I will be as quick as I can, Mr Deputy Speaker. Like my colleagues, I support the Second Reading of this Bill, but not without a degree of hesitation and of sympathy for the arguments contained in the reasoned amendment. As a member of the Home Affairs Committee, I would like to thank all those who submitted written evidence or gave oral evidence to our short inquiry, and the staff and the former patient of the Club Drug clinic we visited for their constructive and thoughtful criticisms of the Bill. It is fair to say that there was broad, but not unanimous, support for the overarching aims and approach of the legislation.
As the Minister said at the outset, the strategy proposed also had backing from a Scottish Government expert review group and from a report by the Welsh Assembly Health and Social Care Committee. Given that consensus, I agree with my hon. Friend Anne McLaughlin that it is surprising and a little frustrating—
Absolutely. I do not intend to give away any of our conclusions or the recommendations we are going to be making in that report. I am merely referring to evidence that was given in oral sessions or in the written evidence which is freely available.
It is frustrating that we are so far into the legislative process and yet some fundamental questions are still to be resolved. Of course, nothing could be more fundamental than the definition of “psychoactive substance” itself. Addressing that will be the first and most important task of the Public Bill Committee, and it will have to assess whether the definition currently proposed is preferable to that put forward by the ACMD.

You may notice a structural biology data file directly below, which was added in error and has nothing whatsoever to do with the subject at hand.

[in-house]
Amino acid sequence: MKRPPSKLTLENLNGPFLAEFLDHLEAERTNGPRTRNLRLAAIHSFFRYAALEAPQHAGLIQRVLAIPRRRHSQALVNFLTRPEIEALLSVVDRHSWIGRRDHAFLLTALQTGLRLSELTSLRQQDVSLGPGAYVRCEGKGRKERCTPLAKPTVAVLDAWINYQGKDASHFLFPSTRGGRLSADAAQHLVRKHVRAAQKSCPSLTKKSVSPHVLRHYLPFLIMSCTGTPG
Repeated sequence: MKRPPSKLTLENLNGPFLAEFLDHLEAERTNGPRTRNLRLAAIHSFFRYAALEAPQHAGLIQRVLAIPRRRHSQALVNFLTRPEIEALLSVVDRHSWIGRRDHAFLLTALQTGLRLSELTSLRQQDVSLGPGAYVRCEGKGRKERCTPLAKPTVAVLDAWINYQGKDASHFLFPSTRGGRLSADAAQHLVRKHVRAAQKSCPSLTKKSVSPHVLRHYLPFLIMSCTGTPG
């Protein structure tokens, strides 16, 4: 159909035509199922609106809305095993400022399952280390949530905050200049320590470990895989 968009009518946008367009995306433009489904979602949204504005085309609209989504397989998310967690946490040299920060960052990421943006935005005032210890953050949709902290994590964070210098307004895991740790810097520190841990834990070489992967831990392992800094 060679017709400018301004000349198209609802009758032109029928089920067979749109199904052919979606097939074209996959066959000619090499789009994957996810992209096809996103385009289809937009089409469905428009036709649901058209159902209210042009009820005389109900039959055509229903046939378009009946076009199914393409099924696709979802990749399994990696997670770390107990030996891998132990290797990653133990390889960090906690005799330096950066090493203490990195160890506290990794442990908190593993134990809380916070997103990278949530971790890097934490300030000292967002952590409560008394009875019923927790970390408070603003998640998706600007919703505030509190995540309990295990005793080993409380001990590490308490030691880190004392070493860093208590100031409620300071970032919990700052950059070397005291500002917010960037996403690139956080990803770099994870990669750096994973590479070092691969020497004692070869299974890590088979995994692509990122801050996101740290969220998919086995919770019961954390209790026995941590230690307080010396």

A second fundamental problem was highlighted by the evidence provided by both Police Scotland and the Scottish Government on how the current definition of a “psychoactive substance” will require evidence from qualified experts with experience of working with NPSs in order to be able to identify the substance and prove its psychoactivity. Establishing that knowledge base against the background of the fast-paced evolution of psychoactive substances would be difficult, and a constant requirement for expert evidence in court would be very costly. Some of the contradictory reports from Ireland suggest similar problems, and again serious scrutiny of these issues is still required.
Perhaps the most important thing to say about this legislation—we have appreciated this during our inquiry—is, as another hon. Member said, that we cannot see this Bill as a silver bullet. Of far more significance will be the strategies that must be put in place to prevent harm through education and awareness raising, and to intervene where individuals are at risk—that includes the risk that some, but far from all, psychoactive substance users will move to controlled substances or to unregulated dealers. We also need to reduce harm. It is only fair to say that there is a huge distance to travel before we can say that this is being done as well as it must be done. Perhaps in Committee we will be able to consider making information on these matters an express part of the review requirement under clause 57.
In short, this Bill is not a silver bullet—indeed, we could shoot ourselves in the foot if we are not careful to get this right. If the Bill is scrutinised carefully and amended in the light of the evidence, it could be a useful first step in tackling the dangers that many Members have spoken about and that are posed by new psychoactive substances, but the Government need to address the legitimate questions that have been asked tonight. They include questions about the definition, the problems with clause 8, the issue of purchasing for friends, the contradictory evidence from Ireland and the potential for displacement. I wish the Bill Committee well in sorting it all out.